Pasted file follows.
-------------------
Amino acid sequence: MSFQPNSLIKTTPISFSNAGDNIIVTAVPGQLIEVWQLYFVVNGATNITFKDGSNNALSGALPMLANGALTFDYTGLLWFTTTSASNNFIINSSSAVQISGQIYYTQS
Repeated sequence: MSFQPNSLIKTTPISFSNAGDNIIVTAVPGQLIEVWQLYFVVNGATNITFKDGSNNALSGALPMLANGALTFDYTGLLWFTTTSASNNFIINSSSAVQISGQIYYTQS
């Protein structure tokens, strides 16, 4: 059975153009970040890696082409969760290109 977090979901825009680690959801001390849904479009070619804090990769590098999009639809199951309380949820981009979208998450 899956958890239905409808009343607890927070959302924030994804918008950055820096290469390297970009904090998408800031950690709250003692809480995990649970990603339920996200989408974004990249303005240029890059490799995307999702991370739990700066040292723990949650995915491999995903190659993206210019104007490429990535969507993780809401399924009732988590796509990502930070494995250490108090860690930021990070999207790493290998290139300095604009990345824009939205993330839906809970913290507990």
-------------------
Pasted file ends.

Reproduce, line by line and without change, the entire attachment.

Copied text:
Amino acid sequence: MSFQPNSLIKTTPISFSNAGDNIIVTAVPGQLIEVWQLYFVVNGATNITFKDGSNNALSGALPMLANGALTFDYTGLLWFTTTSASNNFIINSSSAVQISGQIYYTQS
Repeated sequence: MSFQPNSLIKTTPISFSNAGDNIIVTAVPGQLIEVWQLYFVVNGATNITFKDGSNNALSGALPMLANGALTFDYTGLLWFTTTSASNNFIINSSSAVQISGQIYYTQS
């Protein structure tokens, strides 16, 4: 059975153009970040890696082409969760290109 977090979901825009680690959801001390849904479009070619804090990769590098999009639809199951309380949820981009979208998450 899956958890239905409808009343607890927070959302924030994804918008950055820096290469390297970009904090998408800031950690709250003692809480995990649970990603339920996200989408974004990249303005240029890059490799995307999702991370739990700066040292723990949650995915491999995903190659993206210019104007490429990535969507993780809401399924009732988590796509990502930070494995250490108090860690930021990070999207790493290998290139300095604009990345824009939205993330839906809970913290507990």